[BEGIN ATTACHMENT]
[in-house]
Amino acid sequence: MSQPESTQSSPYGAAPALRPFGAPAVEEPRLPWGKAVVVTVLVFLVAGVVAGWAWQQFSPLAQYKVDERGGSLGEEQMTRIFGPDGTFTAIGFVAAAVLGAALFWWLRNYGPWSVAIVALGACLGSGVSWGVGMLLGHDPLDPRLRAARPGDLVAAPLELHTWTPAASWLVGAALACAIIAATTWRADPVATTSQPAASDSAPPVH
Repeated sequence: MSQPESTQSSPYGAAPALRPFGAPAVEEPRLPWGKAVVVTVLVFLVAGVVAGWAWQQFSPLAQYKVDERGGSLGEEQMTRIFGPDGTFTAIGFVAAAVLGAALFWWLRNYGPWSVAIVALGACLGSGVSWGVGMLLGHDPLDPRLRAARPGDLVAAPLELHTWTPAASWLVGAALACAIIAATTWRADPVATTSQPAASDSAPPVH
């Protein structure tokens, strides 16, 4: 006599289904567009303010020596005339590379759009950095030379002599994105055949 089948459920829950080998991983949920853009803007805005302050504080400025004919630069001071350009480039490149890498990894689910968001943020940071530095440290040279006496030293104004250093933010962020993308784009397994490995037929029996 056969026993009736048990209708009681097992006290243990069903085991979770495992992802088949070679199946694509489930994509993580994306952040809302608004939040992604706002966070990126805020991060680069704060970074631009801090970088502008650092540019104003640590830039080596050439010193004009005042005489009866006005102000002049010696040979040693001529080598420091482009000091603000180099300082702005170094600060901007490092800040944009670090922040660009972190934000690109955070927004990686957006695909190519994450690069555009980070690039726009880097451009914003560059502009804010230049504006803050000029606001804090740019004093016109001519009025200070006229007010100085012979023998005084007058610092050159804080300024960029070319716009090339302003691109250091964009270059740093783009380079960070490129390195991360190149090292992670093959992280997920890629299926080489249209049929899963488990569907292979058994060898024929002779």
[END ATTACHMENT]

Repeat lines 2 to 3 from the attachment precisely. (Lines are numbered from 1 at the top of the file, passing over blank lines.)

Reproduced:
Amino acid sequence: MSQPESTQSSPYGAAPALRPFGAPAVEEPRLPWGKAVVVTVLVFLVAGVVAGWAWQQFSPLAQYKVDERGGSLGEEQMTRIFGPDGTFTAIGFVAAAVLGAALFWWLRNYGPWSVAIVALGACLGSGVSWGVGMLLGHDPLDPRLRAARPGDLVAAPLELHTWTPAASWLVGAALACAIIAATTWRADPVATTSQPAASDSAPPVH
Repeated sequence: MSQPESTQSSPYGAAPALRPFGAPAVEEPRLPWGKAVVVTVLVFLVAGVVAGWAWQQFSPLAQYKVDERGGSLGEEQMTRIFGPDGTFTAIGFVAAAVLGAALFWWLRNYGPWSVAIVALGACLGSGVSWGVGMLLGHDPLDPRLRAARPGDLVAAPLELHTWTPAASWLVGAALACAIIAATTWRADPVATTSQPAASDSAPPVH